Rising insurance premiums.

March 27, 2024

Understanding why insurance prices are rising

3 min read


Between the price of rent, daily necessities, gas, and more, there’s no question that Canada is in the thick of a cost-of-living crisis. Amid all these rising expenses, Canadians are seeing another cost going up with each passing year: insurance. 

Wondering why your insurance premiums keep increasing despite no changes to your policy or recent claims? Let’s dive into some of the factors that are driving up insurance costs for everyone.  

Why are insurance costs rising?

Insurance rates aren’t set arbitrarily. Insurers determine your premium based on a number of factors that are unique to you and your level of risk.  

For example, your car insurance rates are determined by assessing your driving record and past insurance claims, where you live, how far you drive to work each day, the type/model of car you drive, and even your age and gender. Underwriters take these factors and weigh them against an existing database of statistics to assess your likelihood of making a claim. The higher the odds, the more your insurance will cost. This means that a young driver with a few speeding tickets or an at-fault accident who drives over 30 km each day to work and then back again will see much higher rates than an older, experienced driver with no accidents and who is retired. 

But what if you’re a decent driver who’s made no claims in the last three years or more who’s started to see their rates rising? Or a homeowner who’s never made a claim and has historically always paid under $1,200/year in premiums? Here are some other factors that are impacting insurance prices. 

Fraudulent claims are on the rise

Fraudulent claims occur when a policyholder has been dishonest for the purpose of receiving a higher claim payout or receiving a payout when no legitimate loss was sustained. These are becoming increasingly common, especially in Ontario. The Insurance Bureau of Canada reports that fraud costs roughly $1.6 billion a year, which equals $236 for every insured driver. Fraudsters can stage accidents for claim purposes, sometimes resulting in very real injuries and damages to property. 

Emergency services, trades, and belongings are costing more 

Inflation is driving up prices for things like emergency services, skilled trades, and even personal belongings. This means that when an insurance company pays for a claim, it tends to cost a lot more. 

The distraction dilemma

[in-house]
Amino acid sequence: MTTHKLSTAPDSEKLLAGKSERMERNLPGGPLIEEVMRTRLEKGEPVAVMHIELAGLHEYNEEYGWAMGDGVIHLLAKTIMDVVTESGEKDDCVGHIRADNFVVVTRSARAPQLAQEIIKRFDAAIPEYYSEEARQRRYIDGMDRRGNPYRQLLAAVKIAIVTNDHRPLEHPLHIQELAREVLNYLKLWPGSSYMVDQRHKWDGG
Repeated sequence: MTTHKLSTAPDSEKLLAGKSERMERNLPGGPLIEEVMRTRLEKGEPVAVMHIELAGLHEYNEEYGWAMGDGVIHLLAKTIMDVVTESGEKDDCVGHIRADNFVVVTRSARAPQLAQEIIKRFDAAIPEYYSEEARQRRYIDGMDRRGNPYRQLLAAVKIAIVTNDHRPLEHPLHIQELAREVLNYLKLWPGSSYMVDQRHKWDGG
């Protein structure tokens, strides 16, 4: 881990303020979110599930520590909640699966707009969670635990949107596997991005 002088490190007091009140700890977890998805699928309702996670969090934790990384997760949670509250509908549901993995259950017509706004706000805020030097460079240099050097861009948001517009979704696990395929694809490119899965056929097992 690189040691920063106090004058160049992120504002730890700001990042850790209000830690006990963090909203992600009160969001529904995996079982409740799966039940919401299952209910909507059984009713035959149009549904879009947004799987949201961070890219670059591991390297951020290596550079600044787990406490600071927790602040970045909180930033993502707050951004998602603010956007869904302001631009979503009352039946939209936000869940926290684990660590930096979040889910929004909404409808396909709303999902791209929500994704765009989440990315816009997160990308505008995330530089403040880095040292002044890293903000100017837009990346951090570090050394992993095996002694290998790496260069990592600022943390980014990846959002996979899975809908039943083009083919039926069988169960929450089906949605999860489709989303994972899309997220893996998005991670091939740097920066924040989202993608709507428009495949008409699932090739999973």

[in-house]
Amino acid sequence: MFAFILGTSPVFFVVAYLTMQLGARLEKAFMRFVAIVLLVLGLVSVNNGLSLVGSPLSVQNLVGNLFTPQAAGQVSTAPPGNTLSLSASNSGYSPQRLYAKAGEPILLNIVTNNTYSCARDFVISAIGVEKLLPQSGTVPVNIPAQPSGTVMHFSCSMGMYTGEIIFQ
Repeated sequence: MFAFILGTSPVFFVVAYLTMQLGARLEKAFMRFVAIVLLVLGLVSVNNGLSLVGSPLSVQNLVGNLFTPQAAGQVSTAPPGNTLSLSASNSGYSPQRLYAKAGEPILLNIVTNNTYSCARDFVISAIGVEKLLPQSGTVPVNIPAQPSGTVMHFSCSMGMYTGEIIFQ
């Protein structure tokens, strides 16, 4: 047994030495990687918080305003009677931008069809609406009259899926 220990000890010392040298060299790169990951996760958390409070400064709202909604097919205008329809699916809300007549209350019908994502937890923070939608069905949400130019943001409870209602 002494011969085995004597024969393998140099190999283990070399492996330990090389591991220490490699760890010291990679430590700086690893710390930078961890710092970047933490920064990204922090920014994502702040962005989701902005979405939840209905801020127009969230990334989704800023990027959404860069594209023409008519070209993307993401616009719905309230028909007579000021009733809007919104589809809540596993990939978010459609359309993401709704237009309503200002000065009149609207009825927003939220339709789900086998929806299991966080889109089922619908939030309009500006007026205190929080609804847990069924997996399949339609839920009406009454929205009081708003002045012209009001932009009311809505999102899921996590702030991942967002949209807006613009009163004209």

Distracted driving now outpaces drunk driving as the leading cause of accidents and deaths on the road. To offset these claims, premiums have increased, and many insurers are now treating distracted driving convictions as major violations due to their association with traffic collisions.   

Postal code influence

If your area is seeing an increase in property and auto claims, whether due to severe weather, theft, or a high rate of traffic collisions, you’re likely to see a spike in your insurance rates even if you haven’t made a claim yourself over the last policy period.  

Rising cost of healthcare services 

The cost of medical services is increasing as well, and traffic collision events will often result in victims needing access to services like physiotherapy to recover.  

Climate change 

Severe weather events throughout Canada are causing more insured damage and driving up insurance premiums across the board. These events, ranging from flooding and tornadoes to wildfires, hurricanes and more, are wreaking havoc on homes and vehicles nationwide. 

Knowing about all these factors isn’t likely to alleviate your concerns and frustrations with seeing your insurance prices go up, but it’s worth knowing that your increasing premiums aren’t necessarily because you’ve done anything wrong. 

What can you do?

Ways to reduce premium outlined below.

It’s always a smart move to chat with an insurance broker when your policy is up for renewal to make sure you still have the right coverage and see if you can find a better price.  
see how your coverage can be improved and rates can be improved. Brokers can go over your policy, make recommendations and even discuss eligibility for certain discounts. Mitch works with over 70 of Canada’s top insurers, so our brokers can help you find the best rates available on the market. 

Some suggestions we might recommend to help you save include: 

  • Installing an aftermarket anti-theft device in your car. If your vehicle is on Ontario’s high-theft list, you may have to invest in certain anti-theft tools to avoid the surcharge that some companies will assign. 
  • Increase your deductible. Talk with a broker about this option since it’s not always feasible for individuals who don’t have the finances to pay out-of-pocket or who won’t see much of a discount in doing so. 
  • If you’re a good driver or someone who doesn’t drive very often, consider opting into a usage-based insurance program. Most insurers will give you a discount just for signing up. 
  • Bundle your auto andhome insurance if you aren’t already. If you are, check to see if your policies renew on the same date. Some insurers will give you even bigger discounts for policies that renew at the same time, plus it’s just more convenient.  

If you’ve noticed significant increases in your insurance costs, give us a call. We’ll help you shop around so you know what options are available from different insurers,  see if you qualify for discounts, and try and find more ways to help you get the best rate possible.  

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